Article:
A Beginner’s Guide to Real Estate Photography

Do you ever wonder how those amazing pictures of homes and their interiors are done? How did they make those small rooms look so spacious? And how can they make the home look so presentable, even with someone still living in it? It’s simply all about using the right angles to make the rooms and spaces as appealing as possible to potential buyers.

The exterior of the home should always be considered on the shoot. Determine the light and the weather that gives the exterior its best look. Houses and interiors may look the same, but getting into the right perspective and creating good composition may often make one home stand out from the others when photographed.

real estate photography

“Property in Israel” captured by Motti Zehavi (Click image to see more from Zehavi.)

Endeavor to create a scene which suggests the feeling of a warm, welcoming haven. Always survey the rooms before taking your picture so you can get a true feel of the home and also work out the best composition and lighting angles.

Preparing for a shoot starts with your gear. Cameras with good ISO performance greatly help in this task. You will need to understand the basics of photography, aperture, shutter speed and ISO to get the proper exposure, because lighting can often be quite tricky.

Real estate photography is really all about the lenses you use. A wide angle lens anywhere between 14 to 24mm is the best option, as it gives a certain perspective; it stretches out rooms and angles making them appear bigger than they really are. A wide or ultra wide lens is the key to success.

real estate interiors

“Kitchen HDR” captured by Brian D. (Click image to see more from Brian.)

A tripod is also an integral piece of equipment. Some rooms will be dark, calling for a low ISO and a lower shutter speed, which will introduce camera shake if not mounted on a tripod. You should also able to record finer images, meaning greater sharpness and an increase in depth of field. Always keep the camera level, if you do not, vertical lines may be distorted or lines may appear crooked. Always use the camera’s built-in horizon to keep the camera level. Alternatively, you can purchase small spirit levels which fit onto the camera’s hot shoe.

Real estate photography will challenge your perspective and composition skills. Ideally, you should pay special attention to the most important rooms in the house: the main living room, bathrooms, bedrooms, and kitchen. Always try to shoot into corners–never straight onto a walls–this will create a sense of depth in your images. It’s best to create a shot list, as this will guide you on how you want to best present the house.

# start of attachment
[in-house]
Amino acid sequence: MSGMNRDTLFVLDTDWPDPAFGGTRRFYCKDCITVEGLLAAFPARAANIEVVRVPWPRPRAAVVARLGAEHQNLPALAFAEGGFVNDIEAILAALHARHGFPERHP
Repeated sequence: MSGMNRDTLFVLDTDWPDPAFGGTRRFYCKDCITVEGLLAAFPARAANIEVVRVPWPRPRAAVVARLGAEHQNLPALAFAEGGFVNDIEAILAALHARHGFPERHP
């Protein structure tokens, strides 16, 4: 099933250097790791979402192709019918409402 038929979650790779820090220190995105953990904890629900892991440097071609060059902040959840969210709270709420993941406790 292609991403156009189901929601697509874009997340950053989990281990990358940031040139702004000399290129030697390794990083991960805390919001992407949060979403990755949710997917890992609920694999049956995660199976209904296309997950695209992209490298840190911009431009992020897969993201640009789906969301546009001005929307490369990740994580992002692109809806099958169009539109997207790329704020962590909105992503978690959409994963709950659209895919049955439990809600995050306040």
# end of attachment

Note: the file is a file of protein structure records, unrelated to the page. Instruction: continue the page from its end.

Once your equipment is set up, I recommend shooting in brackets. On a single shot, take 3 images at different exposures. You may need to create a composite image, as interior and exterior exposure can be completely different. The combination of these photos in post processing can provide greater details in the scene. Shooting in HDR will produce greater dynamic range, especially in exterior shots, though care must be taken when editing these images, as HDR can sometimes look artificial or surreal.

About the Author:
Phil Cooper (tungstenfilm.com) is a real estate photographer based in Brisbane Australia. He has been photographing homes for the past 2 years.

For further training on real estate photography:

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2 responses to “A Beginner’s Guide to Real Estate Photography”

  1. Joe Cool says:

    The photo by Motti Zehavi was obviously taken with a TS lens. Terrible. Makes the property look like a toy train set. If you are going to pick an example of outdoor architectural photography, at least pick a good one.

  2. Harry says:

    So many problems with this article.

    1.) The first image looks like CGI. The worst part is the composite adding the people in the shot. The girl in the pool is not to scale compared to the people beside the pool. Awful. Even the sky looks composited.

    2.) The author calls for a camera with good ISO performance but 2 paragraphs later says you need a tripod because you’ll be working with low ISO.

    3) You say a lens 14-24 is best, but you fail to mention the distortion caused by wide angle lenses and how much will be cropped out when correcting for it. You also fail to mention that cropped sensor cameras will need even wider (10 or 11mm) to equal about 16mm.

    4.) The second image is a great example of very bad HDR.

    5.) Never shoot straight into walls?! Are you kidding me?! Have you never heard of one-point composition?

    6.) The author is NOT a real estate photographer. The slideshow on his websites features NO interior shots. The link for “real estate” leads to a “page not found”.

    C’mon, Picture Correct, you can at least vet your writers a little better. At the very least, visit their website to see if they actually specialize in the area they are writing about.

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